Sdumo Dlamini. Picture: FREDDY MAVUNDA
Sdumo Dlamini. Picture: FREDDY MAVUNDA

THE Congress of South African Trade Unions (Cosatu) said on Wednesday the aim of the one-day strike planned for Friday is for employers immediately to address policy issues contributing to the rising cost of living for workers.

Workers in SA, with the exception of essential services, will be able to strike on Friday after Cosatu received a Section 77 strike notice to protest against the state of public transport in SA.

Cosatu is concerned that e-tolls have replaced the commitment to develop integrated public transport. Fragmented public transport networks mean the majority of workers spend more than 20% of their salary getting to and from work, Cosatu spokesman Sizwe Pamla said in a statement.

The march will also protest against unemployment and related socioeconomic conditions, including free education, in commemoration of International Decent Work Day, Cosatu said.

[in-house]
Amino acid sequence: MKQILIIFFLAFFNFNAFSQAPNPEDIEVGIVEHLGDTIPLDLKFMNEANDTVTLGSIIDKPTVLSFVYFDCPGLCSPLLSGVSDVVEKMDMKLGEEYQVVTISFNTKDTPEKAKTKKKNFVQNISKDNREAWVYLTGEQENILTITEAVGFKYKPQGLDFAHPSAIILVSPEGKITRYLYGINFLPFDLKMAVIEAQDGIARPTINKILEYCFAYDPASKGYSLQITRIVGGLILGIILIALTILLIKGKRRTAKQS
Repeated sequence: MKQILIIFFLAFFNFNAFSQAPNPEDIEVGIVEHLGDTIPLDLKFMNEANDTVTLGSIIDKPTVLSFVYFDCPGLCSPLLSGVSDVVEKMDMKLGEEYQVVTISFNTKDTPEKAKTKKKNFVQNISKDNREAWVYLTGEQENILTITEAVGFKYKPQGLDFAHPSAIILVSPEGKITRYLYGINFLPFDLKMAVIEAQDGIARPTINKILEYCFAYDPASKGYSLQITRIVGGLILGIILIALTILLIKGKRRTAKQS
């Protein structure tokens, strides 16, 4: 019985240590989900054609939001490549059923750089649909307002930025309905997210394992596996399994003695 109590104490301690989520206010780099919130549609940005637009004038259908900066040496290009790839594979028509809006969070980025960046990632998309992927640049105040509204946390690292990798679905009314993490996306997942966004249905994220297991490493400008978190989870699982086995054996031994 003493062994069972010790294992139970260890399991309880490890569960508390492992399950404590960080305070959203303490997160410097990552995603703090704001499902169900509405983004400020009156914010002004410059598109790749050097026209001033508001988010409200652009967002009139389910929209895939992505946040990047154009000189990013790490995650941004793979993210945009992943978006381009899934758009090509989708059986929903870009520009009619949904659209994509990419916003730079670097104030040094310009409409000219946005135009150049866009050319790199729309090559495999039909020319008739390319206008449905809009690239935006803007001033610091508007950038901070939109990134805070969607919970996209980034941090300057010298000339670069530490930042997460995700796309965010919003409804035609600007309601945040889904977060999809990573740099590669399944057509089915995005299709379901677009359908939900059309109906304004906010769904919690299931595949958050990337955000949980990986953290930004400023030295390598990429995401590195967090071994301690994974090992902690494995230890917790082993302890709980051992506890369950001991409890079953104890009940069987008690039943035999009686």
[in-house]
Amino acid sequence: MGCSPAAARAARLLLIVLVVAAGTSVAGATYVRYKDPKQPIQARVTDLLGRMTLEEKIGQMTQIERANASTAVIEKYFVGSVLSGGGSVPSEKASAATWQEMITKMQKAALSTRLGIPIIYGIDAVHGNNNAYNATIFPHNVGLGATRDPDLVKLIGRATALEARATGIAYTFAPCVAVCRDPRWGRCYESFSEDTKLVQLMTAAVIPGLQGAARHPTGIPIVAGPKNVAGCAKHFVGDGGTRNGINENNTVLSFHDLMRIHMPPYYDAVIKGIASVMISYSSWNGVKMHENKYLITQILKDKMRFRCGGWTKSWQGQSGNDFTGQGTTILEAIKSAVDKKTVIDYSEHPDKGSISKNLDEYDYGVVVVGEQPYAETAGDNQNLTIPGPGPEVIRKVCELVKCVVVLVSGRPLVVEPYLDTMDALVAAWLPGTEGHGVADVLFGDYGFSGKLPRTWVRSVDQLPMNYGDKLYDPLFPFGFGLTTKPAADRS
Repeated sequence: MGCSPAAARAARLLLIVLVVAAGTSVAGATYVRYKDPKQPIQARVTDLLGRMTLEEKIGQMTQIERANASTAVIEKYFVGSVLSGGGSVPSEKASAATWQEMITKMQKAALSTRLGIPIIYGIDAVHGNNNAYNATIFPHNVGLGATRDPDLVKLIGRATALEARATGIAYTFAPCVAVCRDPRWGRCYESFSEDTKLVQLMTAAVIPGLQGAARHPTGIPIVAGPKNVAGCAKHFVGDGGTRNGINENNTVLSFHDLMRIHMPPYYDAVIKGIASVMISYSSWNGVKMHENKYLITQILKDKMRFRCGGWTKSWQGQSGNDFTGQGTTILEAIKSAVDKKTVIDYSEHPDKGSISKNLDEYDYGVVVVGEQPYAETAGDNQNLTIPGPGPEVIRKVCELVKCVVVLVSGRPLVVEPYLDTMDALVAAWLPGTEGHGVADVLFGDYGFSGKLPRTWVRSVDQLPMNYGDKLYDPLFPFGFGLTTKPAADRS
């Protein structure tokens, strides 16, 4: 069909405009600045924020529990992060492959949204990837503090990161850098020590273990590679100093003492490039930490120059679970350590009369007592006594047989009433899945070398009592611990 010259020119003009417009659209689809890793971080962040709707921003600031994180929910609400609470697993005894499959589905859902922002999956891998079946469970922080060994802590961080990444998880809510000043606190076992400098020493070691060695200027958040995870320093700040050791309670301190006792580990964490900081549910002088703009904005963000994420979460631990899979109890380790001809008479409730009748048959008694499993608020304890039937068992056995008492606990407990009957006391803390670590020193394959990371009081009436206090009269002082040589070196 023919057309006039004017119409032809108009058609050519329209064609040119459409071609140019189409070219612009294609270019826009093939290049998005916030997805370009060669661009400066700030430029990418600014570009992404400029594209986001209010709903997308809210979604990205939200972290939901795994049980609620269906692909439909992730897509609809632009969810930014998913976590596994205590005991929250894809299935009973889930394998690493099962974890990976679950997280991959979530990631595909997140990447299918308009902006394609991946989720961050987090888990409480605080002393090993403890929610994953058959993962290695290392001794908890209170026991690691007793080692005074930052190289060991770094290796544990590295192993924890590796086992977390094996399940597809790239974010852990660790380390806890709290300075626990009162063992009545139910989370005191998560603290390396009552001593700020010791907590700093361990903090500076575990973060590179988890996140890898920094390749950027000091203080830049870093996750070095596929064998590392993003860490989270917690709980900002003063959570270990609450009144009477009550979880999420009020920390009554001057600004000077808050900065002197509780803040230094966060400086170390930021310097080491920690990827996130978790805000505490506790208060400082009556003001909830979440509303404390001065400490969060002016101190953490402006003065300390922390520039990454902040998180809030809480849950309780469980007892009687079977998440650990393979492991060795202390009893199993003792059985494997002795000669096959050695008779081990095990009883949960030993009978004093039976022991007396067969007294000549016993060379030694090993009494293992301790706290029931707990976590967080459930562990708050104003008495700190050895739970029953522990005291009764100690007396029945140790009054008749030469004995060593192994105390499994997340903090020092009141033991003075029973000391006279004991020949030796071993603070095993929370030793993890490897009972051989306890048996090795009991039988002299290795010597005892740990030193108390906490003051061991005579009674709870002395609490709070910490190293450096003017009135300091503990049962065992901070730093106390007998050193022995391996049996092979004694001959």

“This march will be about demanding that employers deal with the economic and employment crisis or face the wrath of the workers. If the South African economy fails to work for the workers, workers will ensure that it does not work for anyone,” Pamla said.

Business Unity SA (Busa) has expressed concern that the strike based on public transport issues could spill over into unprocedural protest action.

Noting that Cosatu’s application was based on a protest over public transport, Busa warned on Tuesday that protest that went beyond could damage investor sentiment.

Cosatu said on Wednesday that time was running out for the government to begin implementing a developmental state, saying it was “happy with the response from the workers” and could “safely say that workers are ready to send a clear message to both government and big business that the status quo is unacceptable”.

“It is unacceptable that the taxpayers’ money is spent to cater to the comfort of the elite, such as the building and expansion of Gautrain, including the construction of bicycle lanes all over the country, particularly where the white elite resides,” Cosatu said.

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